August 17, 2022

Does Data Augmentation Improve Accuracy?

Get to know about data augmentation & if it improves accuracy. Learn how the same can be leveraged with VisionERA.

Machine learning (ML), a subset of artificial intelligence (AI), has been progressing rapidly in the recent past. With ML algorithms, it is possible to build highly accurate applications or tools that predict outcomes without explicitly programming them. Two main types of modeling are typically performed in ML, i.e., Classification and Regression. In Classification problems, the main goal is to categorize an input into one of the available target classes. For example, the input could be an image for an image classifier, whereas a piece of text for an NLP (Natural Language Processing) classifier. In the case of a classification model, accuracy is a metric (obtained by dividing the number of correct predictions by the total number of predictions) that can predict the model's performance. It is simple to compute and comprehend; hence, it is a commonly used statistic for assessing classifier models. So, the higher the accuracy, the better the classifier model. Thus, companies strive to have highly accurate models or improve the accuracy of the existing models. A classifier model accuracy can be enhanced by employing various data and model-related strategies, and one such strategy is 'Data Augmentation.'

In this article, we will discuss how Data Augmentation can improve classification accuracy as well as its limitations.

A Brief Introduction to Classifier Models

An ML classifier is the algorithm for automatically classifying the data into one or more of a set of "labels" or "classes." On the other hand, a classification model is built using a selected ML classifier for a classification task or predicting an input category. An example of this in NLP is an email classifier for labeling and filtering the incoming emails as 'Spam' or 'Not Spam.' Many examples of classification models are required, such as Optical Character Recognition (OCR), Face or Speech Recognition, Medical Imaging, etc. Generally, ML models for classification tend to be lighter on computing, while Deep Learning (DL) models are intended to think like humans and perform well with less human intervention. Therefore, DL models are more suited for analyzing images, videos, and unstructured data when machine learning models become difficult to train and use.

Deep learning models consist of neural networks and provide an advanced approach to machine learning for tackling challenging tasks. These are complex to set up; hence, the DL models require powerful hardware and resources like GPUs, which can run multiple operations simultaneously. Although DL models take more time to implement, they can handle big data efficiently and provide predictions instantaneously. Their quality tends to enhance over time with increasing data availability.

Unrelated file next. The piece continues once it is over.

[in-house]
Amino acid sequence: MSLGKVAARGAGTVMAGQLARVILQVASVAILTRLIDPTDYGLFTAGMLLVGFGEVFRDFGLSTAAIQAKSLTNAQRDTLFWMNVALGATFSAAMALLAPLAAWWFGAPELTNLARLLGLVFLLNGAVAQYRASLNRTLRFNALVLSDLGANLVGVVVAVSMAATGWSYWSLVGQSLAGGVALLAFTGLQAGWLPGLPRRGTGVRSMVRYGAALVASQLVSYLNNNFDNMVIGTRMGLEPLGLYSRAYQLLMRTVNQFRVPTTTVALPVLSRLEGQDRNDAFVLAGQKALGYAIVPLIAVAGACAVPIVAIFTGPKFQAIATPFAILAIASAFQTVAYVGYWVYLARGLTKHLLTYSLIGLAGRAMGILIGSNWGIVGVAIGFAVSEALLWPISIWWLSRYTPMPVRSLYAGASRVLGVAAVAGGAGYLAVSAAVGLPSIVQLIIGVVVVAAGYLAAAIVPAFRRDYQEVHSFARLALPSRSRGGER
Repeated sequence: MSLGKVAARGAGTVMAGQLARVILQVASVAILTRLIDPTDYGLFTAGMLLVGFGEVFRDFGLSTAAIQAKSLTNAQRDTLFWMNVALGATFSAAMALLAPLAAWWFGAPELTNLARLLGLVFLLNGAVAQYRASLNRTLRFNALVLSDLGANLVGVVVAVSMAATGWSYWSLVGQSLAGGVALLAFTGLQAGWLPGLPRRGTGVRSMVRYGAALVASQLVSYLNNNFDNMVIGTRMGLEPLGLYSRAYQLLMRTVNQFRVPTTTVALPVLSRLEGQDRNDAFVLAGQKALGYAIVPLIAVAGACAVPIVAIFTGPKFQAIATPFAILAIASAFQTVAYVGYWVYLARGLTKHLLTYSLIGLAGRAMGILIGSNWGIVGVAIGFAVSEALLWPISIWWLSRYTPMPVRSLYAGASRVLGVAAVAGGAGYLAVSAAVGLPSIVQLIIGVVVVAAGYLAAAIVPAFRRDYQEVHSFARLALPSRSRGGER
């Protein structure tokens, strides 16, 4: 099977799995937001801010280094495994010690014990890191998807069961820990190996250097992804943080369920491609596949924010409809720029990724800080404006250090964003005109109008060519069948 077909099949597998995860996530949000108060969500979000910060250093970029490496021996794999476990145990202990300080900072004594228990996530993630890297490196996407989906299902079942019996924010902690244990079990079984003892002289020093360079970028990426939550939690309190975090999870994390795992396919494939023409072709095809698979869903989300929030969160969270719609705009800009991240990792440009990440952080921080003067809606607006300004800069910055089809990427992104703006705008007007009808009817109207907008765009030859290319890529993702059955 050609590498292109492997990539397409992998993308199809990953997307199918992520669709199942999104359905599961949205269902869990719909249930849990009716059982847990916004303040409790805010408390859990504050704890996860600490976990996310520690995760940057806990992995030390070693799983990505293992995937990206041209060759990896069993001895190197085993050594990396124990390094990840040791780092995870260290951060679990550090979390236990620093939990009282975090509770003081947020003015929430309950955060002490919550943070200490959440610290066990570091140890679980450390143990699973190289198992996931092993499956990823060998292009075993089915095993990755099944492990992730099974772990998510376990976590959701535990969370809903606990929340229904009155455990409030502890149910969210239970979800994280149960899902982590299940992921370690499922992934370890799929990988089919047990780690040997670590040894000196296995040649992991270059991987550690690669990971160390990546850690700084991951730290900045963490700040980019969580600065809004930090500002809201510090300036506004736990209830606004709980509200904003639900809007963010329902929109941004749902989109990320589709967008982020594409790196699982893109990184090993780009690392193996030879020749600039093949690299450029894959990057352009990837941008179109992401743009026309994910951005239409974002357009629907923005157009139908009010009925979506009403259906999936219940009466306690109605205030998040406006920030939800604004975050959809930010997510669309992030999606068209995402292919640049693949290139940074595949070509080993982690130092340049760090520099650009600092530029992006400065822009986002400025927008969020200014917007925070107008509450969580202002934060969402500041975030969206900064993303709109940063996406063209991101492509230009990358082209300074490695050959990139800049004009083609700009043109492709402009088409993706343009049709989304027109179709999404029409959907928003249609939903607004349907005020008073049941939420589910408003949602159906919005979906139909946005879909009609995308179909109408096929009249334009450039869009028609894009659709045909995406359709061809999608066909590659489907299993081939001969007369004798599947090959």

Data Size: A Limitation of Deep Learning Models

Generally, DL models can browse through millions of data points at an amazing pace to uncover hidden patterns and correlations that are often likely to go unnoticed by the human eye. It is evident that with DL, we can build advanced applications in Speech Recognition, Image Analysis and Reconstruction, Object Detection, Comprehension, etc. Despite this, DL models are still evolving as there are many limitations in DL models that currently hinder their mass applicability. An example could be that these models are challenging to scale, and there are chances that the classifier can easily misclassify inputs, especially images containing different orientations/colors of the object. One such limitation is the training dataset size. This is a common challenge with DL models, which can be overcome by feeding the model with additional data. To exemplify, a speech recognition model would require additional data in the form of long conversations or multiple dialects to obtain desired results.

Similarly, to classify the presence of a disease, an image classifier would require a significantly higher number of images to identify the onset or progress of the disease. Large organizations either have more data or acquire new data for training. Still, it might not be possible sometimes with data privacy laws or simply unavailability of relevant data.

Addressing the Need for More Data

DL models need to be fed with more diverse data to improve the model generalization. In such situations, Data Augmentation can be quite helpful in increasing the size of the dataset, although having more data remains the preferred solution. Especially in computer vision applications, the model needs to deal with different tasks related to image processing like image classification and segmentation, and object detection. But the main requirement for these is the requirement of large volumes of data.

Use of Data Augmentation

If a DL model is trained on a large number of observations, it is likely that it will be highly accurate. So, data scientists in organizations use Data Augmentation to increase the size of the existing dataset for training the DL model. Data Augmentation techniques are quite popular in computer vision applications but are equally powerful for NLP.

In image classification, it involves the use of image manipulation techniques like cropping, rotating, and flipping to be used over the images to increase the data size. Similarly, in text data augmentation, an expanded data set can be achieved by replacing words or phrases with synonyms by consciously paying attention to the grammar rules.

How Does it Affect the Model Training Process?

It is widely known that having inadequate training data results in poor approximation. An over-constrained model will likely underfit the limited training dataset, while an under-constrained model would likely overfit the training data, resulting in poor performance in both cases. It is also possible that during the training phase, a DL model will perform well on limited and similar data, but the same, when deployed for testing on real-life data with a variety of samples, yields poor accuracy and provides incorrect predictions. With Data Augmentation, a predictive model can be exposed to additional diverse data than before and, in theory, should enable the DL model to learn better. Training the model on additional data can result in a few percent increase in accuracy (or any other metric) if there is sufficient data to train in the first place.